Written 2003 by Steven Lewis
Joan Caulfield was an unknown 22-year-old actress when she got the call in 1945 to play the leading lady in Bing Crosby's motion picture Blue Skies. Mark Sandrich, who was preparing to produce and direct the movie, discovered Caulfield in the rushes of her first Paramount movie, Miss Susie Slagle’s. He was so impressed by her beauty that he wanted to cast her as a song-and-dance star in the Crosby musical -- if Joan could dance. Joan let her enthusiasm overwhelm her honesty and assured Sandrich she could indeed dance. She couldn't. Sandrich sent her to Carmalita Maracci’s dance school at her own expense in the hope that her role could be salvaged.
Sandrich died suddenly on March 4, 1945, at the age of 44, before filming could begin. His replacements were much less sympathetic toward Joan, especially since Crosby's co-star and choreographer, tap-dancer Paul Draper, also wanted Joan out. He did not want a leading lady with two left feet, even if they were pretty feet. Joan's name disappeared from the cast sheets and press releases. Meanwhile, Draper began auditioning other actresses for Joan's part.
Then, suddenly, Joan was reinstated, Draper was fired, the script was rewritten and Fred Astaire was coaxed out of retirement to replace Draper. Why were these extraordinary steps taken for an unknown actress? (Joan's first movie, Miss Susie Slagle’s, would not be released until 1946.) Obviously, someone very powerful had taken an interest in Joan and was determined to keep her in that movie. That someone most likely was Bing Crosby, who had just won the Oscar for his role as Father O'Malley in Going My Way. Not only was he Hollywood's leading box-office attraction, Bing was also a major stockholder in Paramount.
Most likely Bing met Joan late in 1944 during the filming of Paramount's all-star movie version of the radio show Duffy's Tavern. Bing, Joan and the four Crosby boys all made an appearance in this film. He and Joan became friends and were seen in public together socially. They recorded the radio version of Bing's movie Sing You Sinners for the Lux Radio Theatre on April 6, 1945.
That Joan and Bing had grown close was widely rumored around Hollywood. Moreover, neither Blue Skies nor Miss Susie Slagle’s had been released when Paramount announced that Bing's next movie, Welcome Stranger, would also co-star Caulfield. Clearly a special relationship had developed between the two. In 1954 Joan admitted to a relationship with a "top film star" who was also a married man with children who eventually chose his wife and children over her.
That this "top film star" was Bing Crosby was confirmed by actress Patricia Neal, who shared a cruise ship to England with Caulfield in 1948. At the time Neal was having her own affair with a much older married actor, Bing's friend Gary Cooper. Like Bing, Coop eventually decided to stay with his family too. Neal wrote:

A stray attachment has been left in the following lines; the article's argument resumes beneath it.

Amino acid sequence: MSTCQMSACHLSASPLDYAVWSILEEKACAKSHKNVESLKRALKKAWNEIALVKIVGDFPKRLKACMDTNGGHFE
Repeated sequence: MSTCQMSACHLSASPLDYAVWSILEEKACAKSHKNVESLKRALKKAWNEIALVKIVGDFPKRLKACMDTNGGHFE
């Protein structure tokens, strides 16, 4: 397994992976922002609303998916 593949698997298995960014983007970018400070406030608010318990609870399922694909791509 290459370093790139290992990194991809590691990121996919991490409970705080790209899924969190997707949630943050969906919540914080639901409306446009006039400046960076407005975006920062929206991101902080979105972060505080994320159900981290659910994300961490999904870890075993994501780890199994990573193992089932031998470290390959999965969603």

She [Joan Caulfield] was a lovely girl and we had some good talks. She, too, was in love with an older married man who was quite as famous as Gary [Cooper]. She confided to me that she desperately wanted to marry Bing Crosby. We were in the same boat in more ways than one, but I could not tell her so." (Neal, As I Am, Simon and Schuster, 1988, p109)In his 1983 biography, Bing's son Gary reported overhearing some of Bing's friends who were visiting the Crosby home in 1950:
They were swapping yarns about the good old days, when one of them came up with a story that blew my head off. "Anyone remember the one about Bing and the cutie in the big picture hat? They were slinking out of someone's house about seven-thirty in the morning, all bleary-eyed from the night before, and just as they hit the front gate they're spotted by a civilian on his way to work. Well, the guy couldn't believe his eyes. He did a double take, slammed on his brakes and yelped, 'Father O'Malley?' and then sped off like the devil himself was after him." Everyone thought the anecdote was hilarious, but to my seventeen-year-old way of thinking it signaled the end of the universe.... Father O'Malley. That meant it was after Going My Way, and the good old days they were talking about weren't all that old. (Crosby, Going My Own Way, 143-44)Bing requested permission from the Catholic hierarchy to divorce his wife, Dixie, so he could marry Caulfield. The church denied his request and Bing remained with Dixie until her death in 1952. In 1950 Joan married Hollywood producer Frank Ross. They divorced nine years later. She married her dentist in 1960. They divorced in 1966. She never remarried. Each marriage produced a son. Joan died of cancer on June 18, 1991.